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Top Diabetes Hacks

I reached out to people living with diabetes or those caring for a person with diabetes and asked them one question, "What is your #1 diabetes hack?" Check out the responses below.

Scott Johnson

It's actually a very simple one. I use a small travel pill bottle to put used test strips in. I hate loose ones in my pocket, don't always have a trash nearby, and don't feel comfortable littering them (even though it happens accidentally often enough!). - Scott Johnson @scottkjohnson & 

Setting alarms and reminders on my mobile phone is by far my best hack. For example, I set up a reminder to change my infusion site. I usually don’t change it the minute it bings me, so I leave the alert in my notifications and I see it every time I pick up my phone (which is a lot). Once I change out the site, I reset the reminder to bing me in another three days.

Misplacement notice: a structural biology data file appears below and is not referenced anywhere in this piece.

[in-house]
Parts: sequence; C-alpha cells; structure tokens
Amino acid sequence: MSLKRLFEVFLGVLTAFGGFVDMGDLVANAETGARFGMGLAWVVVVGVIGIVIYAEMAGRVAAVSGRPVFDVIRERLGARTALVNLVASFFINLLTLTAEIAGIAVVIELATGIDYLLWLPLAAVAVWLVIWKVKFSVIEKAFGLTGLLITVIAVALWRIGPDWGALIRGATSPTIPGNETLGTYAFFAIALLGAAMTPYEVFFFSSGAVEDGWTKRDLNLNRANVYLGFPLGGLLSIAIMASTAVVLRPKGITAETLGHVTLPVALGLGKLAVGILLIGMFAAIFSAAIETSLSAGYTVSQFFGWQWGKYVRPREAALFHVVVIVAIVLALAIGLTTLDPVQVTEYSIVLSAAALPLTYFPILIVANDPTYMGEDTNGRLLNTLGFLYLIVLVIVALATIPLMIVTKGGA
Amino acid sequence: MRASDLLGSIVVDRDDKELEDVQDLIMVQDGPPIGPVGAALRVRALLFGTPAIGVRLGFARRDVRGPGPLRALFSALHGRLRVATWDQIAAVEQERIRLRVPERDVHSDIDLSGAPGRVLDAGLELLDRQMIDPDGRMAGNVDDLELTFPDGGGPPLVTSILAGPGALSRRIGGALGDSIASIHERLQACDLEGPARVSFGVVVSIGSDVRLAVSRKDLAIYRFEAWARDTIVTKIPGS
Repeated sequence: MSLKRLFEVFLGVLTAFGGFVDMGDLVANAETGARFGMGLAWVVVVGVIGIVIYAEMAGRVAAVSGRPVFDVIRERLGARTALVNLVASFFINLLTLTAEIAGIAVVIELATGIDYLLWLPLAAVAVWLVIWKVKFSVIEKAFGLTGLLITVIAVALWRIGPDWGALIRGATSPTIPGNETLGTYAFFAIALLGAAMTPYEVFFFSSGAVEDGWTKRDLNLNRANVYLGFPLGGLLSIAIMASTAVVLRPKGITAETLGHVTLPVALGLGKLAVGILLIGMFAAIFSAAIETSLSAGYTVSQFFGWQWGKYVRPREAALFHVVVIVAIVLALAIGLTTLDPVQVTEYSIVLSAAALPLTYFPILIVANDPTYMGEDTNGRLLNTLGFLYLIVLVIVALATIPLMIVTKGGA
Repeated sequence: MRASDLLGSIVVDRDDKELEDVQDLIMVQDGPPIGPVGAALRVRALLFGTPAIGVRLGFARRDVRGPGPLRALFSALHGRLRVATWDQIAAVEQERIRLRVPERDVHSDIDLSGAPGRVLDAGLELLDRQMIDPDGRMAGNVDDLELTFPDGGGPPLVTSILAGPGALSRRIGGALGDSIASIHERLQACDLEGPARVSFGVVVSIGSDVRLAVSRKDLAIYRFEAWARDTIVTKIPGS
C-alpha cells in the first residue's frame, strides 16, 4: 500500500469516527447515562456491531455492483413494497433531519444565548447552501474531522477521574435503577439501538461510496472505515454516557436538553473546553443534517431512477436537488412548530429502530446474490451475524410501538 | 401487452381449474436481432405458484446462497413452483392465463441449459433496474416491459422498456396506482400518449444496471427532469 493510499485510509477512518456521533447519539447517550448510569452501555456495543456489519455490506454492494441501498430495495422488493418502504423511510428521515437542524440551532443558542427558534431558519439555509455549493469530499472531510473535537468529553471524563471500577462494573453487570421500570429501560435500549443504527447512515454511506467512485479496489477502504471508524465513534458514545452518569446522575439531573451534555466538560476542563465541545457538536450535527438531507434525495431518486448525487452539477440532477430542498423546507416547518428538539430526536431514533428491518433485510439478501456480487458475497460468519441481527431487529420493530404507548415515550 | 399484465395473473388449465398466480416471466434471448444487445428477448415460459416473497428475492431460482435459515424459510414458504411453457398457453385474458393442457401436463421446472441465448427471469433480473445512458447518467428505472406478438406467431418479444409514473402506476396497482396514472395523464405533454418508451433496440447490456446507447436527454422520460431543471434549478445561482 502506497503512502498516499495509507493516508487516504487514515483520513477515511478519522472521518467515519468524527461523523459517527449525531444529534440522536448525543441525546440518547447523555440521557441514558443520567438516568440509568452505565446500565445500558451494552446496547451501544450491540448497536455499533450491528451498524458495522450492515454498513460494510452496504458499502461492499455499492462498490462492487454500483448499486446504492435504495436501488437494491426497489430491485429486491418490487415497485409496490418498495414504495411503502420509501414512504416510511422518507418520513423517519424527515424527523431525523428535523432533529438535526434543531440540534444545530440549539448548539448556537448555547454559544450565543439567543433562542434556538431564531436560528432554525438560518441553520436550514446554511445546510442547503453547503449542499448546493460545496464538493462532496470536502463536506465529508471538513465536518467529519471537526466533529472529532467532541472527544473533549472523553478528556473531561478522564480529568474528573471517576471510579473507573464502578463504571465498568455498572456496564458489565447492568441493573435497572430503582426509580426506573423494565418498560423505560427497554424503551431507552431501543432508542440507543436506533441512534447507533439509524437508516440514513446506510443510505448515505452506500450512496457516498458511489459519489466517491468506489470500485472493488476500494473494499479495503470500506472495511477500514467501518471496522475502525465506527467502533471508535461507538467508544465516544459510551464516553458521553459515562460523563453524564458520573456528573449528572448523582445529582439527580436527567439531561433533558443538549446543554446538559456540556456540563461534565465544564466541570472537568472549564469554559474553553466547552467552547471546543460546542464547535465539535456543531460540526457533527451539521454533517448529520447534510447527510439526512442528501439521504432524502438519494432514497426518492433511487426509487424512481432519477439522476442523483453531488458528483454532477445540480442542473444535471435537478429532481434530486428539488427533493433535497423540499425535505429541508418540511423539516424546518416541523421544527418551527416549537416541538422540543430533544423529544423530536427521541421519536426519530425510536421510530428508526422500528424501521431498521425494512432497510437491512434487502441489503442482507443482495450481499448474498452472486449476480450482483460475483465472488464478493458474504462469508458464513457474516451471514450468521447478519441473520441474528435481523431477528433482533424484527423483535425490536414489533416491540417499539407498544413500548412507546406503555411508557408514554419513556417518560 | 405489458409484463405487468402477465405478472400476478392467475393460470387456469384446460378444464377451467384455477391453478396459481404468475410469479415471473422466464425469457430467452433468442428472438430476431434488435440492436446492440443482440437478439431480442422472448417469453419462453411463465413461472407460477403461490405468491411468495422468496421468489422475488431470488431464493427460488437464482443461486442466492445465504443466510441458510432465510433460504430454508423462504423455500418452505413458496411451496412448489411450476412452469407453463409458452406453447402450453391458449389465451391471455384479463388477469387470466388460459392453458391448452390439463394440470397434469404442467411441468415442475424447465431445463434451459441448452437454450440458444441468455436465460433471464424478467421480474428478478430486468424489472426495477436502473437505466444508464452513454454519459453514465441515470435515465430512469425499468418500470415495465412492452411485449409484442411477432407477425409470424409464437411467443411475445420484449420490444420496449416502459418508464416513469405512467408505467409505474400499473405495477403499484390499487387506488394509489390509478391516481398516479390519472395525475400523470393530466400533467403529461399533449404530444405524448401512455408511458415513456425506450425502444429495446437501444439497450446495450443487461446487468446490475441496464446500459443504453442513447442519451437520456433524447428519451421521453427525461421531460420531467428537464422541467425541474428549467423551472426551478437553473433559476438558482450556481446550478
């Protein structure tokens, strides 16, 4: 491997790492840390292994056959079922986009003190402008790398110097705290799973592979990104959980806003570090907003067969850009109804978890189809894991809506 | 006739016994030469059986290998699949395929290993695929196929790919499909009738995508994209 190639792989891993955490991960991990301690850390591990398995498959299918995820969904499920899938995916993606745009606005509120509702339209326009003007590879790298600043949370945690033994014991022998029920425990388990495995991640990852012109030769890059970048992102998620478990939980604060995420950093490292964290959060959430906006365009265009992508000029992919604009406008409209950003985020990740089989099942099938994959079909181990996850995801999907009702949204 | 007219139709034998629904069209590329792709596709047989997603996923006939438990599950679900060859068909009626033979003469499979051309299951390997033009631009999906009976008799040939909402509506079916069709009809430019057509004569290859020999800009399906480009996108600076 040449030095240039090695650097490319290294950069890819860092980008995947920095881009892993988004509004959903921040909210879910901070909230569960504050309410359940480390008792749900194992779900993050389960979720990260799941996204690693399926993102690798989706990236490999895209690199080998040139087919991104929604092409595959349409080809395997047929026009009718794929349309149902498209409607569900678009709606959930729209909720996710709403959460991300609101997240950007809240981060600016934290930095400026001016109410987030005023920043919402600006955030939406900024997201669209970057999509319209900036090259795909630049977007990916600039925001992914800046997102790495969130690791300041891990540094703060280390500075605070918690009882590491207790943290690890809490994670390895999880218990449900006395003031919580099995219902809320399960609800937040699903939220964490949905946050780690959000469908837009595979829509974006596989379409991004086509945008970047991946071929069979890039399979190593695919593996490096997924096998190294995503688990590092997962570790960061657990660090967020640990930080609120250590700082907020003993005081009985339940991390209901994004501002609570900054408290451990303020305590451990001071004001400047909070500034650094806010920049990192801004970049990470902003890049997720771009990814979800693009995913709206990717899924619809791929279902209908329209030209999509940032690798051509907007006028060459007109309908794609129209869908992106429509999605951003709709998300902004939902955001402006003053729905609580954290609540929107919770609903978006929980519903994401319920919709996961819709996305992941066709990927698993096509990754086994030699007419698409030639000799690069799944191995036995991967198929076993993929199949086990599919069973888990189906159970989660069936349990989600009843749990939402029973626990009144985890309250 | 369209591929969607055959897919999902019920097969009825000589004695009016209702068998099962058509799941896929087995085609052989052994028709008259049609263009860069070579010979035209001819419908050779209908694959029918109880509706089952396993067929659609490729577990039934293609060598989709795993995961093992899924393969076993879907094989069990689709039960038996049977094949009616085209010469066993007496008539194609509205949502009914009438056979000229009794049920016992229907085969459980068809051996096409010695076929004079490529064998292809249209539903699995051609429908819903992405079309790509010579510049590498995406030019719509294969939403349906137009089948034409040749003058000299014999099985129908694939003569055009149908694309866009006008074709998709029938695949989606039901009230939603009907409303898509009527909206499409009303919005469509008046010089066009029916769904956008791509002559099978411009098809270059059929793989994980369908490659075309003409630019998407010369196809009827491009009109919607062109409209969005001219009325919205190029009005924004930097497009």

I set alarms after I bolus so I don't forget to eat. I know that sounds weird, but I find that a 20 minute pre-bolus works best for me. However, I work from home, and was always getting engrossed in something after bolusing and would forget to eat until my CGM low alarm rang. So now, as soon as I bolus, I set an alarm on my phone to buzz me in 20 minutes. - Karen Graffeo Bitter-Sweet, @KarenBittrSweet, Bitter-Sweet FB, DBlogWeek FB

Karen Grafeo
Manny Hernandez

Here’s my hack (though it’s no longer available on Amazon):  

To be honest, I read about it on Twitter, but I don’t remember who from. This hole puncher is exactly the right size for Dexcom sensors, so it’s perfect to save time in cutting out a hole in a tagaderm or other tape to put on top of a sensor/transmitter. - Manny Hernandez, @askmanny